A bifunctional old yellow enzyme from Penicillium roqueforti is involved in ergot alkaloid biosynthesis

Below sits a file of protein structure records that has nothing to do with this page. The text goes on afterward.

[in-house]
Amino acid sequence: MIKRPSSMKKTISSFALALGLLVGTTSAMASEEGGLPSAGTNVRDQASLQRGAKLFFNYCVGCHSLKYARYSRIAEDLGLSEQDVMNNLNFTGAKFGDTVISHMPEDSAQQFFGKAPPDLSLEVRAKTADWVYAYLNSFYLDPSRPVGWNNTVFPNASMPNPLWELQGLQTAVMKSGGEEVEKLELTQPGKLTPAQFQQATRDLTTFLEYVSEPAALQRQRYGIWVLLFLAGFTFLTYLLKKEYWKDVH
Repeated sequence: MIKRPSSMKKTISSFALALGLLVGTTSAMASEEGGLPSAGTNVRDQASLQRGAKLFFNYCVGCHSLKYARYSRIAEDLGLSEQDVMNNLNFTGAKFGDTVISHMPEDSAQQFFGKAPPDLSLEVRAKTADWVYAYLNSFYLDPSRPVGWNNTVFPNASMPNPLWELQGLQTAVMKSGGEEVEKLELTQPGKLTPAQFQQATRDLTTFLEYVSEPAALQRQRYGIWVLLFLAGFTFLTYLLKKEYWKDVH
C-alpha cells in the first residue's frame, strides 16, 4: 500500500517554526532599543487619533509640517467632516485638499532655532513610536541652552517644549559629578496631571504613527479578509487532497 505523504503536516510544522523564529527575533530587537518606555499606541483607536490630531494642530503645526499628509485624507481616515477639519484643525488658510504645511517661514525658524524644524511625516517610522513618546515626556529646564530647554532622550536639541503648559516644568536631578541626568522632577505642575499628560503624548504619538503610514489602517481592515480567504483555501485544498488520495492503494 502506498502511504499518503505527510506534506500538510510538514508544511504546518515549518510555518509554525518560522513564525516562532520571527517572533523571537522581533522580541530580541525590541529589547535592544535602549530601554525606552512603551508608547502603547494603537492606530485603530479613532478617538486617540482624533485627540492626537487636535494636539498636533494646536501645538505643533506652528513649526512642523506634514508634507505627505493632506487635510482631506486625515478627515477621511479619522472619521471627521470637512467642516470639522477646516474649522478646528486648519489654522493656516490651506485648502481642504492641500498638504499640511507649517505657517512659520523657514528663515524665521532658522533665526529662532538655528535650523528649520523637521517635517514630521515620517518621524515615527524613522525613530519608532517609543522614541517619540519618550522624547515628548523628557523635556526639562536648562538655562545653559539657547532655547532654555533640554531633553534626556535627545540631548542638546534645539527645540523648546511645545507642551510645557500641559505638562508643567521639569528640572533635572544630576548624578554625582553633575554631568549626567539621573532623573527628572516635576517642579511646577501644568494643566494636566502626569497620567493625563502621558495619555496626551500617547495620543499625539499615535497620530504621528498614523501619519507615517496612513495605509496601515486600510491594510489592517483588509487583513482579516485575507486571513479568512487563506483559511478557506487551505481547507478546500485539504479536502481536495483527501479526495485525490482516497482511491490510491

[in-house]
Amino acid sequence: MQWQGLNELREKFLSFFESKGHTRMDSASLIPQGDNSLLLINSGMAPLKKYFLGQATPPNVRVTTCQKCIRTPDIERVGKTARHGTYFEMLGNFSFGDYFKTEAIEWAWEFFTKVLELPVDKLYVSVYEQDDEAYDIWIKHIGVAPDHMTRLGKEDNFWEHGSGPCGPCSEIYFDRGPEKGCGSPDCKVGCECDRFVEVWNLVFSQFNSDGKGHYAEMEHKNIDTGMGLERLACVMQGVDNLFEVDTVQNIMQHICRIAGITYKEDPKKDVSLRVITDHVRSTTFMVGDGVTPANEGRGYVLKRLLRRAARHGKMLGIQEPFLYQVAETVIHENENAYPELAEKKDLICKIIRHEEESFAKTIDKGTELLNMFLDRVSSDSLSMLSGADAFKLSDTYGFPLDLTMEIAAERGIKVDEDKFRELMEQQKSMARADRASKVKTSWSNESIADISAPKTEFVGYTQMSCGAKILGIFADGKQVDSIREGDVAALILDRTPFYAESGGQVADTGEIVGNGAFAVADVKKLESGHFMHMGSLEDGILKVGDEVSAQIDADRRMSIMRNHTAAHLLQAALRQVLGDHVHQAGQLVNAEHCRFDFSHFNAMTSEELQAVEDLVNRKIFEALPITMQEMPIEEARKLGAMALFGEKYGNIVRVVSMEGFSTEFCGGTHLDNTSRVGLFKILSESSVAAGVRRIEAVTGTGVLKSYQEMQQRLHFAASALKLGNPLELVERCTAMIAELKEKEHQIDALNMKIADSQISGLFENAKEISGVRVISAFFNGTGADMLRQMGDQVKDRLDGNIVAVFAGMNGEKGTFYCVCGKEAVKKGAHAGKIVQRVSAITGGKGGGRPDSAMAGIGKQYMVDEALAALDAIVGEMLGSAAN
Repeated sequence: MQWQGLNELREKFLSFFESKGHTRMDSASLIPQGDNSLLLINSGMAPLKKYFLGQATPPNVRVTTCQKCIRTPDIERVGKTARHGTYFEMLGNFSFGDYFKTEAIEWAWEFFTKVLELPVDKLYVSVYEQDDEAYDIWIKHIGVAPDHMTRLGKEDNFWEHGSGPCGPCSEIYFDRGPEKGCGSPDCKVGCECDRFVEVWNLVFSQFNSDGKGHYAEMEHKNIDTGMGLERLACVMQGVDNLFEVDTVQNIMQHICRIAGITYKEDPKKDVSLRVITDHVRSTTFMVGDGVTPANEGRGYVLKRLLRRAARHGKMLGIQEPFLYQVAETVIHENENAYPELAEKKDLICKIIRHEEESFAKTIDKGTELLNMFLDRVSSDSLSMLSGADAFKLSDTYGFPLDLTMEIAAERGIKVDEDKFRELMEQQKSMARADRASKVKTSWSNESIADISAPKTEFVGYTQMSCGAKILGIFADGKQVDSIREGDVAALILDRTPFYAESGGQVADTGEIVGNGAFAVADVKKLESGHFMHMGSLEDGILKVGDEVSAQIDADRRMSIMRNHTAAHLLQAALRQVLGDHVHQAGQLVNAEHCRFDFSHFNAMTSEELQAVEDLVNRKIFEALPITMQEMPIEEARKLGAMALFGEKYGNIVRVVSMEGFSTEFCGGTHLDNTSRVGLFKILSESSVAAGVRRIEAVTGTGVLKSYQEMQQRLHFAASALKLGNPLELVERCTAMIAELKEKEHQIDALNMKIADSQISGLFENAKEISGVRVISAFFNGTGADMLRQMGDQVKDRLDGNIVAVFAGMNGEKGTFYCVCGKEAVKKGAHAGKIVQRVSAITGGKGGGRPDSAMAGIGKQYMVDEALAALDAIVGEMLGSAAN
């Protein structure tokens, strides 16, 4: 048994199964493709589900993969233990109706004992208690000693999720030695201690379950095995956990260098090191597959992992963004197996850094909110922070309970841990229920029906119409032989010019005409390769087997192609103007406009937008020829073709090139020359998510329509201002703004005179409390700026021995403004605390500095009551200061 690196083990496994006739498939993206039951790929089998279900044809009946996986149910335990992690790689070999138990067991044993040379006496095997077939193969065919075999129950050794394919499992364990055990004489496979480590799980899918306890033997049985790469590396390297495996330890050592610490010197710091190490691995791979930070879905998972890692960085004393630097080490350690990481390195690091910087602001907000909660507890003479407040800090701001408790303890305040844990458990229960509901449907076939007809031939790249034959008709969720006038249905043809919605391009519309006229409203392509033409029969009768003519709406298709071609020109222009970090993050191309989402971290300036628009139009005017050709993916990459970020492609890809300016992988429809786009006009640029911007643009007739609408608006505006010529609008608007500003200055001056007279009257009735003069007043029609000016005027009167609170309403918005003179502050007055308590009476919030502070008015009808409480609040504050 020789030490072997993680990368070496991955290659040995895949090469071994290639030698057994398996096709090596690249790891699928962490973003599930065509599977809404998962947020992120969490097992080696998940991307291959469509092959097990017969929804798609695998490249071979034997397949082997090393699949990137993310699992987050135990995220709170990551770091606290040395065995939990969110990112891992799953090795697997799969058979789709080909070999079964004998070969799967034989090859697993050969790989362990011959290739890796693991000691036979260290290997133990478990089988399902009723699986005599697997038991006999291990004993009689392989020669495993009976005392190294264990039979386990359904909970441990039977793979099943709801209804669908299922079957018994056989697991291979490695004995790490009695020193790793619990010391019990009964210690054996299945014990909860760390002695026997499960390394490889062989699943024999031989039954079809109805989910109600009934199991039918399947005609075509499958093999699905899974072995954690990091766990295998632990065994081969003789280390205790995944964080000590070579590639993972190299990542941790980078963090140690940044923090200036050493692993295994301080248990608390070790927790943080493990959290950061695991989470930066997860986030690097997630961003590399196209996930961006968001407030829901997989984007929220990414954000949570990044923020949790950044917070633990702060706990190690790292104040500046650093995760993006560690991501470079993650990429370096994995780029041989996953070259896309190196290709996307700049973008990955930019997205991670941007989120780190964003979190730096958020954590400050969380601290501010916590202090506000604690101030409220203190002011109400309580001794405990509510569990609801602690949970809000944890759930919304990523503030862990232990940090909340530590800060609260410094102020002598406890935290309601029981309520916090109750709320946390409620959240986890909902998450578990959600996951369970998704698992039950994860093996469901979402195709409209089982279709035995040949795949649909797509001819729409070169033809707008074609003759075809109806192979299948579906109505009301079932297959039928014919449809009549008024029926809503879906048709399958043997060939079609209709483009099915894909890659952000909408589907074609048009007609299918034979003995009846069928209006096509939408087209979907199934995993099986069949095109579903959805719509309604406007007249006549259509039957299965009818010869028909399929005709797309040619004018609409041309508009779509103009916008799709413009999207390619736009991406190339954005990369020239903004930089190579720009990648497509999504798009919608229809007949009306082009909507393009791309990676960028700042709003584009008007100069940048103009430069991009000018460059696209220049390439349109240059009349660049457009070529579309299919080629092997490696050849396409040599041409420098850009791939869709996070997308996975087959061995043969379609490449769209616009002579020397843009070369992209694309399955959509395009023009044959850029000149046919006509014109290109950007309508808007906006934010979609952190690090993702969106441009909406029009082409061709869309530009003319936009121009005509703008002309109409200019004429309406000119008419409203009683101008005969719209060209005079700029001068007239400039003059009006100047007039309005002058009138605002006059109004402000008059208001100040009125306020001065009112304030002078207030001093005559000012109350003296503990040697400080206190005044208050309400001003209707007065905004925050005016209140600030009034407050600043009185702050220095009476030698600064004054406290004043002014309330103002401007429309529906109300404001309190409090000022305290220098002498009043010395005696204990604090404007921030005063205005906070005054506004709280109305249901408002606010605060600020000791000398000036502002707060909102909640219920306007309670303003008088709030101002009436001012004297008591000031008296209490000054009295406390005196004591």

The blue cheese-making fungus Penicillium roqueforti produces isofumigaclavine A as the main ergot alkaloid. Recently, genome mining revealed the presence of two DNA loci bearing the genetic potential for its biosynthesis. In this study, a short-chain dehydrogenase/reductase (SDR) from one of the loci was proved to be responsible for the conversion of chanoclavine-I to its aldehyde. Furthermore, a putative gene coding for an enzyme with high homology to Old Yellow Enzymes (OYEs) involved in the ergot alkaloid biosynthesis was found outside the two clusters. Biochemical characterisation of this enzyme, named FgaOx3Pr3, showed that it can indeed catalyse the formation of festuclavine in the presence of a festuclavine synthase FgaFS, as had been observed for other OYEs in ergot alkaloid biosynthesis. Differing from other homologues, FgaOx3Pr3 does not convert chanoclavine-I aldehyde to its shunt products in the absence of FgaFS. Instead, it increases significantly the product yields of several SDRs for the conversion of chanoclavine-I to its aldehyde. Kinetic studies proved that overcoming the product inhibition is responsible for the observed enhancement. To the best of our knowledge, this is the first report on the bifunctionality of an OYE and its synergistic effect with SDRs.